China and three tech trends
Digitalisation and transformation accelerate
China's 14th Five-Year Plan for national development has targeted research and development spending to grow at a compound annual rate of 7% over the next five years. In 2030, the scale of China's digital economy is likely to account for more than 50% of GDP. This is an aggressive plan that will have an impact across all industrial sectors. And, if this succeeds in China, it will create a synergistic effect that will boost India's digitalisation efforts and drive further digital transformation across Asia. Business in 5G, chips, artificial intelligence and big data are likely to benefit most from this unprecedented transformation. Many regional commentators believe that this will present participants in the Asia-based market with an opportunity to be a part of a fouth industrial revolution and grow and become globally leading players in the digitalised world.
Scrutiny over tech companies becomes a new norm
Four of China's tech companies figured among the world’s top 20 tech giants ranked by brand value in 2020, second only to the United States, according to a survey by media data specialist Visual Capitalist. As the Biden administration takes an aggressive posture towards big tech in the US, Chinese regulators have also ramped up scrutiny of tech gains and growth behind China’s “Great Firewall”. Some tech titans have been openly criticised by regulators for their “grow at all costs” strategies, others have been fined for ignoring merger control clearance procedures, abuse of their dominant market positions and breaches of consumer credit data.
Chinese regulators are concerned that the digital and market infrastructures that large technology companies have built are risky and can disrupt the Chinese banking and financial system (which is primarily state-owned). Chinese legislators will likely speed up their reading of a range of legislation related to the technology, media, and telecom (TMT) sector. These include China’s first unified data protection act and a new set of antitrust rules targeting on digital and e-commerce platforms. The approach of Chinese regulators to this legislation and the way chose to implement them will have a profound impact on how Chinese and foreign TMT market players operate. Forward thinking will be important for preparing a business to avoid compliance risks in this fast-changing regulatory environment.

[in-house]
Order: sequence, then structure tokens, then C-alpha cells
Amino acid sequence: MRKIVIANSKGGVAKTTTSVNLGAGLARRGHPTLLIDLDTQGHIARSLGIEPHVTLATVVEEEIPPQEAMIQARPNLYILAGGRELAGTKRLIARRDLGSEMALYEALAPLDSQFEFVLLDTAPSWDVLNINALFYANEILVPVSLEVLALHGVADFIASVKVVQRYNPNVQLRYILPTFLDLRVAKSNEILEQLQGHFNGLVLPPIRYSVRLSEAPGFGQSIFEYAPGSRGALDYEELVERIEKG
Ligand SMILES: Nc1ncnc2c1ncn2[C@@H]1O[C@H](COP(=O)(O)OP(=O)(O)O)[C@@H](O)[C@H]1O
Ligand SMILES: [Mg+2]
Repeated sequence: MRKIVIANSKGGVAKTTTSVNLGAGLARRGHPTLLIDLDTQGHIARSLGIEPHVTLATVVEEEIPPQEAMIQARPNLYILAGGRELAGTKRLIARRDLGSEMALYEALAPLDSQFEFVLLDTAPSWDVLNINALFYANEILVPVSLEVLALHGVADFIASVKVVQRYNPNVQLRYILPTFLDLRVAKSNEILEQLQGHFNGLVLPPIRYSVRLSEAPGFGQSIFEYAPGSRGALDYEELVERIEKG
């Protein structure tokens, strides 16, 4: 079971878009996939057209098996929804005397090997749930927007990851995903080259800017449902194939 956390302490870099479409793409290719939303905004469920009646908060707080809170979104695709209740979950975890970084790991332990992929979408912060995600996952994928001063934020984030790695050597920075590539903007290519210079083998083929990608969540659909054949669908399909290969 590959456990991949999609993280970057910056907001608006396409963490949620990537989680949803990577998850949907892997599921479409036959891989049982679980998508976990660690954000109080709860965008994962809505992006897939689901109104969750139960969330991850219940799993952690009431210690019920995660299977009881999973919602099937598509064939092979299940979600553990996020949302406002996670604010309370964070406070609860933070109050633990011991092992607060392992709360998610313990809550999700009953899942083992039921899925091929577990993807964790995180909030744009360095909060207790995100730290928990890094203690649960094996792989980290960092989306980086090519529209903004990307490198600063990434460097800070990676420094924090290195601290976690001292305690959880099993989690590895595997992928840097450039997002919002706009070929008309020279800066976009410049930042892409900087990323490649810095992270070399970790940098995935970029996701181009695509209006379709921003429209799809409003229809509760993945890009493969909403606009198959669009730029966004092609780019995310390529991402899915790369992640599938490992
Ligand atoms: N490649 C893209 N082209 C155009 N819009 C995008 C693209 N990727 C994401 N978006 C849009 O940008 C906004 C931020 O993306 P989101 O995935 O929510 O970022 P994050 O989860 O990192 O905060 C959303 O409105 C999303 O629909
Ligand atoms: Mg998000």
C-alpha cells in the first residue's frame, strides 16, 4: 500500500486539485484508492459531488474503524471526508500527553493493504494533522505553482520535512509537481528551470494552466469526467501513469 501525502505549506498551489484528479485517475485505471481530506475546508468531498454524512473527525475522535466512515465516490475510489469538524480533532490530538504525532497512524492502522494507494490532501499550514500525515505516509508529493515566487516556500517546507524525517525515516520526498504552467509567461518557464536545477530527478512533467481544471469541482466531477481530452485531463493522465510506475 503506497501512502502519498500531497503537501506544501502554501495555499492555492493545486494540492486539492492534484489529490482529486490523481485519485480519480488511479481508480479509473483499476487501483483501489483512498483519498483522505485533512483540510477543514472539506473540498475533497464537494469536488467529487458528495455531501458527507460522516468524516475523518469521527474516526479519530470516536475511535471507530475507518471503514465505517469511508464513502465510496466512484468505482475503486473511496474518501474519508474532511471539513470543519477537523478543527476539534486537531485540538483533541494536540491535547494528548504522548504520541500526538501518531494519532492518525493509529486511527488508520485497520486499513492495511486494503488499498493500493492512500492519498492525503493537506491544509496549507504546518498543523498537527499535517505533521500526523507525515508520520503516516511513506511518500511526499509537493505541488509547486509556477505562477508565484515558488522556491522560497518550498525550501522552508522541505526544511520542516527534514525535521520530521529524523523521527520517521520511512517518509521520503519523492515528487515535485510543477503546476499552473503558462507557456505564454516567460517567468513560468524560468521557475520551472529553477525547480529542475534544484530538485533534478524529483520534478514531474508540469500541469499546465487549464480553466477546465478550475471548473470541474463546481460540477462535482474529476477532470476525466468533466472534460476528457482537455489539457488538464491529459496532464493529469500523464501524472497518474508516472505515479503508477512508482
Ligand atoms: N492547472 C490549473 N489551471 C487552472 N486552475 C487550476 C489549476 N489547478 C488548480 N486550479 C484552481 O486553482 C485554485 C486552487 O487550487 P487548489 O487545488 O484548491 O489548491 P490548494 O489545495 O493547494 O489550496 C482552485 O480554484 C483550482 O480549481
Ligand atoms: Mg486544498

US-China decoupling presents risks and opportunities
There has been a continued increase in scrutiny through 2021 by both US and China of foreign investment in the TMT sectors. The US Trade Representative’s annual Special 301 Report on the adequacy and effectiveness of US trading partners’ protection and enforcement of intellectual property rights was sceptical about the participation of Chinese venture capital in the US technology sector. In response, China quickly enhanced its national security review system and established a US-style mechanism to impose scrutiny on cross-border technology transfers.
This continued decoupling of Chinese and American innovation presents unprecedented risks for TMT companies operating in the world's two largest economies. TMT companies need to be more sensitive than ever to the impact of geopolitical development and communicate effectively with regulators in both countries. This, however, also presents opportunities. The China-US decoupling in a number of technology areas is likely to stimulate China's state and private capital to invest significantly in chip and sensitive high-tech R&D in order to break through US blockade. One likely outcome is that the rest of 2021 provides investment opportunities for capital that focuses on TMT and innovation. Consequently, start-ups in the TMT sector can expect to see generous term sheets and receive higher valuation.
Three tech trends in India
Digital regulation comes of age